'there are only two ways in which these Pakka Khaikari villages have originated one in the case of grant made over the heads of the original cultivators, in which case the Pukka Khaikar corresponds almost exactly to the under-pro-prietor of Oudh ..... The second case seems to me to be illustrated in the village now in suit. I take it that in the old days the position was much like the position in the Tarai and Bhabar Estates at the present moment. Government looked for the most solvent and influential man in the neighbourhood, settled certain villages with him and encouraged him to acquire tenants. The hissedar, thus created, probably had several villages and already had his home in a settled village. He found tenants for the other villages and arranged with them, or it was arranged for him by Government that they should pay him certain dues and cultivate and manage the village. It was not, therefore, the hissedar who risked his money or expended his labour on reclaiming waste land but it was the body of tenants.' There is, however, nothing to support the view of Mr. Stiffe. According to Mr. Stiffe, if there was an absentee landlord who had no cultivatory land in the village and he had spent no money or labour in reclaiming the land, clearing the forest and habilitating the village and had left it all to be done by tenants then such tenants would become Pakka khaikars, but, as we have already said, there does not seem to be any authority for the proposition that such persons who were brought on to the land as tenants became ex-proprietors, if that is what constitutes a Pakka khaikari. In the glossary of terms used in the hills, at page 8 of the Manual, Khaikars are divided into two classes:
'(1) An under-proprietor whose rights as the original occupant cultivator have been usurped by or granted to some other person at some former period. This is the 'pakka khaikar.'
(2) An occupancy tenant (who or whose predecessor never had any higher right). This is the 'kachcha khaikar.'
Though a pakka khaikari village may, in course of time, become a kachcha khaikari village by reason of the pakka khaikars losing their pakka khairkari rights, a kachcha khaikar can, in no case become a pakka khaikar, nor can a kachcha khaikari village be converted into a pakka khai-kari village. How other khaikari rights, i.e., other than pakka khaikari rights, can be acquired is dealt with at page 63 of Stowell's book, the fourth clause of which is as follows: 'At settlement a tenant-at-will or other person may be recorded as a khaikar at the request of the hissedar, usually under some previous agreement between the parties, it is common, in fact, for instruments purporting to confer khaikari rights to defer the entry of such rights till the date of the next settlement.' This definition exactly meets the case of Dhanu in whose favour the tasallinama of 1865 was executed. Sal Assi Settlement, or Traill's Settlement, was in the year 1823 in which the boundaries of different villages were fixed but no measurements were made. The proceedings of the Beckett's settlement concluded in the year 1872 and during those proceedings the khasra of 1867 and the 'muntakhib' of 1867 were prepared to which reference has already been made. The entries in the settlement papers about the khaikari rights conferred on Dhanu were under a 'previous agreement between the parties.'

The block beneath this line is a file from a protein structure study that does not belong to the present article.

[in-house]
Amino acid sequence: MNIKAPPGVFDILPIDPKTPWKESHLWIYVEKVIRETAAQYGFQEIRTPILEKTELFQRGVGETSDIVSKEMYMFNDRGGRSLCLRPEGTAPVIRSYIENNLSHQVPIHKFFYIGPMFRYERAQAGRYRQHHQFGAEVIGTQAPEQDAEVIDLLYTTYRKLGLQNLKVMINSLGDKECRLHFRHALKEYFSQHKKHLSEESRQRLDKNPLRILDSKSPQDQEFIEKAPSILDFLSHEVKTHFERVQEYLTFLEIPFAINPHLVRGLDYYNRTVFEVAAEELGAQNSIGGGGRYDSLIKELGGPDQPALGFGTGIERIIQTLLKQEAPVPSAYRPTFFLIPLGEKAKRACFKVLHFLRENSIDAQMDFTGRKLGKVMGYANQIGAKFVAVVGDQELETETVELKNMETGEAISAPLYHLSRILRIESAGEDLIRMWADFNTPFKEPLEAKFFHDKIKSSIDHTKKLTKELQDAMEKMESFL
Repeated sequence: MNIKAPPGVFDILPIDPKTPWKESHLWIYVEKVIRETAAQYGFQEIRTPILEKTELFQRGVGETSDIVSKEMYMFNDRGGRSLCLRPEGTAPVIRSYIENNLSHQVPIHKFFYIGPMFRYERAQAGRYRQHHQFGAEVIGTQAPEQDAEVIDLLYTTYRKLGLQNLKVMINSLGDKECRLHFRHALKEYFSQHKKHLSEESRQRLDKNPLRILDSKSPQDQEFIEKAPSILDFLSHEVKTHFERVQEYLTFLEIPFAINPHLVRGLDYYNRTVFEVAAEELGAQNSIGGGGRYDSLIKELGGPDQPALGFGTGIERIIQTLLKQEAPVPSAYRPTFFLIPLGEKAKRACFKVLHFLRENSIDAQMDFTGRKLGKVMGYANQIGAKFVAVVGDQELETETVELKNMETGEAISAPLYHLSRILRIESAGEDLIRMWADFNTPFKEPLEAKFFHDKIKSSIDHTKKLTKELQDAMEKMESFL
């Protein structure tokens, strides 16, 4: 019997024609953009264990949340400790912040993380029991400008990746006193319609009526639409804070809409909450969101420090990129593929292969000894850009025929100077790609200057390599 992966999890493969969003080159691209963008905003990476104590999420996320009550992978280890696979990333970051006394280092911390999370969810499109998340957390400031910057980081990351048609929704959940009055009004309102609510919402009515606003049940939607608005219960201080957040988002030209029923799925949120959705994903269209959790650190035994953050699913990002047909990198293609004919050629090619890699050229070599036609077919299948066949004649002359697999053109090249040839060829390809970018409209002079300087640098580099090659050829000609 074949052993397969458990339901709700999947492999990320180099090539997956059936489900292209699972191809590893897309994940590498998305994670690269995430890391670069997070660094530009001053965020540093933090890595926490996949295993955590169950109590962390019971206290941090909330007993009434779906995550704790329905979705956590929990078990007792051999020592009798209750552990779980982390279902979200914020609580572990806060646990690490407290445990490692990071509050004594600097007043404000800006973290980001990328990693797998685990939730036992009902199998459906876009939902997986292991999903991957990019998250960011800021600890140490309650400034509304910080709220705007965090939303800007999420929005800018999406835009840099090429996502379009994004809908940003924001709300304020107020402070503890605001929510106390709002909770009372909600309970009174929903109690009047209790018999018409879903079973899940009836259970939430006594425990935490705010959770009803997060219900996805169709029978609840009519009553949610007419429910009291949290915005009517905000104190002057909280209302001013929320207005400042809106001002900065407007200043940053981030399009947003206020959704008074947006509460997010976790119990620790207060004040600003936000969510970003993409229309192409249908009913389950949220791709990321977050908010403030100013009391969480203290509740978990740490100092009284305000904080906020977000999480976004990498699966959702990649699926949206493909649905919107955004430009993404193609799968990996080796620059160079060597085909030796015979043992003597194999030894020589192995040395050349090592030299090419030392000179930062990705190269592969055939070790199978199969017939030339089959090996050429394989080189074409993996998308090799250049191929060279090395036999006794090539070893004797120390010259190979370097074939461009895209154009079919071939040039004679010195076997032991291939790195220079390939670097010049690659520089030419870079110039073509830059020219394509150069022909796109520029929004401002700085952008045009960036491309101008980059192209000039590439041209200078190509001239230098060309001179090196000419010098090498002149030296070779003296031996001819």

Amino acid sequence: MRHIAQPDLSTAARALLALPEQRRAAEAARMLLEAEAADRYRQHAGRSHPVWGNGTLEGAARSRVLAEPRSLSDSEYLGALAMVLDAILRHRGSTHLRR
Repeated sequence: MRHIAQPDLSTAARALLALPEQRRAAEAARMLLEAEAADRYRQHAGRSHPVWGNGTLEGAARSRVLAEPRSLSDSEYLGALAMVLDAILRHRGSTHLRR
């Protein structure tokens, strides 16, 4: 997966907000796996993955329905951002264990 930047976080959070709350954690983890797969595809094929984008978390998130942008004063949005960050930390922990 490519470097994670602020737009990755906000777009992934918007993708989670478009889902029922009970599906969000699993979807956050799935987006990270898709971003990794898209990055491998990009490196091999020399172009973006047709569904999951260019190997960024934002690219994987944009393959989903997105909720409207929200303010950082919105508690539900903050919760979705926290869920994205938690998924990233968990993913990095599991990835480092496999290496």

16. Two other papers have been relied upon. One is an entry of 1872 in which Dhanu was recorded as Ghar Padhan but this entry was scored out and, therefore, no inference can be drawn from it that Dhanu had correctly been recorded as such. The other paper is of 1883 in which a list was prepared of villages in which the entire cultivated land was held by khaikars and in which hissedars had no khudkasht land. Bangpani was included in it. According to the decisions of the Commissioners, then prevailing, if there was a hissedar in' a village it could not be a pakka khaikari village but, where the history of the village was known and it was known how Dhanu and his descendants came to have possession of the cultivated area in the village, it is not possible to hold that the mere inclusion in the list was any proof in favour of the plaintiffs that they were pakka khaikars. The list gives only the facts as found on the spot and it does not say whether the villages given in the list were pakka khaikari villages or kachcha khaikari villages.
17. Having considered this matter carefully, from such material as is on the record, we must hold that the plaintiffs have failed to prove that they were pakka khaikars and that Thok Bangpani is a pakka khaikari village. The suit was rightly dismissed by the lower Court and this appeal must fail and is dismissed with costs.